Liboi town: 8.30 am, Monday 18th July 2011.

The waiting is so intense, it’s as if we are waiting to start waiting.

We sit in the car at Arif Centre, by a structure that reads: Peponi Hotel- For Quick Snacks. A bus is docked a few metres away and veiled women, in single file, climb into it. Mashaallah, the front of the bus reads.

A pick-up truck speeds down the road. It has the same sign on it. Mashaallah. An SUV parked across the street reads the same. The people in this town may be poor but everyone has old money stocked up in spiritual currency; they are always hurling God’s blessings at you.

Directly across from Peponi Hotel- For Quick Snacks is Tamaz Communications. The Safaricom logo on it looks almost doodled in place, as though painted there as a school project by the little children we saw playing in the fields yesterday.

Today, the little children are gone. I only hope they are in the classrooms at the nearby Liboi Primary School. Yesterday, dozens and dozens of them pushed and shoved each other, huddling over our cameras.

One woman yielded a long gnarled stick over their heads, herding them off the cameras.

“How dare you interrupt important business?” she demanded, slapping the ground with the stick, threatening them with dire consequences should they not leave us alone.

Most of the children cowered and ran off. One little boy did not. He staggered on his feet, launched himself at the woman and tore away at her arms with his little hands. His eyes were sunken inside their sockets. They were tiny eyes, jaded by tales I did not know, tales I would never hear.

Those little boy’s eyes weren’t just fearless; they were piercing, terrifying. I wondered what would make a nine year old so vicious he would try to beat up an old woman in the street.

Deeq stood between the little boy and the woman, turned him away, gently shoved him towards the other children.

The children followed us all the way to the field of death. Right then when we stood on it, we didn’t know it was a real graveyard; we thought it was only a place where cows went to surrender their spirits to the cow gods.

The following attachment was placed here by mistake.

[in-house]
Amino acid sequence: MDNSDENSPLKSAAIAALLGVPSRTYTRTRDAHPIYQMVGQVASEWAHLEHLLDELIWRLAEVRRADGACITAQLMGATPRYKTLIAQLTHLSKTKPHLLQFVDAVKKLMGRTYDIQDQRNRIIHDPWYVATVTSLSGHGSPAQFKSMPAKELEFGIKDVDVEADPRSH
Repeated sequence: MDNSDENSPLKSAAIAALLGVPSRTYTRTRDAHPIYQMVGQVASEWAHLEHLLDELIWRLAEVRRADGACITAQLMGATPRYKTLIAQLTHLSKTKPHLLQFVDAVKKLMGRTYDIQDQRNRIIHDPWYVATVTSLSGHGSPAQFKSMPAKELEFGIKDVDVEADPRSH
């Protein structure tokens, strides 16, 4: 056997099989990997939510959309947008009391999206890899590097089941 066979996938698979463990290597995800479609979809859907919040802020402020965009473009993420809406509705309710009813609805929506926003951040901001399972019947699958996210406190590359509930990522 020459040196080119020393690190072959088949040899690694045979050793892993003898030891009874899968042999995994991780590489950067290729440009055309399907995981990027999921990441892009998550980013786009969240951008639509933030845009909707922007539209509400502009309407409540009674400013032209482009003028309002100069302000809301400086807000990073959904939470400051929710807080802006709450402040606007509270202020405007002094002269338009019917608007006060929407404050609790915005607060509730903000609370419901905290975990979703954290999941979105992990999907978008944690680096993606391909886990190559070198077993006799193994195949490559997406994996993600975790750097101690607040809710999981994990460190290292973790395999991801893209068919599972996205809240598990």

The field was littered with cows lying in repose on the sand, their flesh long gone. Their rubbery skin, the only thing the marabou storks couldn’t eat, stretched gaunt over the ripples of their spinal discs.

The children hijacked Deeq, tossed a soccer ball at him. I wondered what about this renegade soccer player sold him out to the children. He once played for both the Dutch and the Somali soccer teams.

Deeq dribbled the ball, wove through the children. They laughed and chased him, laughed and chased.

A woman interrupted their squeals of delight. She thought Matt was a doctor. She stood inside the fence of her house, a fence made of thorns and twigs. The sun cast a poignant shadow over her face, and the thorns appeared to be pricking her skin, to be tearing it apart, shredding it.

“Please come,” she begged. “They cut off my sister’s breast.”

Her sister sat outside their twig house, on a traditional mat. Her chest was half bare, revealing a dark crust that looked like someone had melted several plastic bags on her skin. At her feet was a pair of paper scissors. As she talked to us, she squeezed her fingers beneath the dark crust and cleaned out what remained of her breast.

Deeq taking pictures of the new arrivals

She told us that back in Somalia, she had had a tumour. Everyone advised her to visit a traditional doctor. The traditional doctor cut off her breast and told her to go home. She walked to Kenya to seek treatment but has never been to see a doctor.

The dark crust on her chest haunted us. We argued amongst ourselves about what it could be. Was it a tumour? Was it a home-made bandage? Later, Daud explained that it was a concoction of ginger and other home remedies, to stop the tumour from spreading.

At breakfast today morning, over very sweet chai and dry bread, Abdisalim told us that he had dreamt of the dark crust on the woman’s chest. None of us said anything. Evidently, we were still haunted by thoughts of that woman, of the mental images of her dark crust. We saw these images even when were not looking, saw them even in the privacy of our thoughts.

Liboi is awaking. The driver is here. Today, we hope to drive out all the way to Somalia. Let’s see how much waiting still awaits us.

MORE TO COME…

By Claudette Oduor

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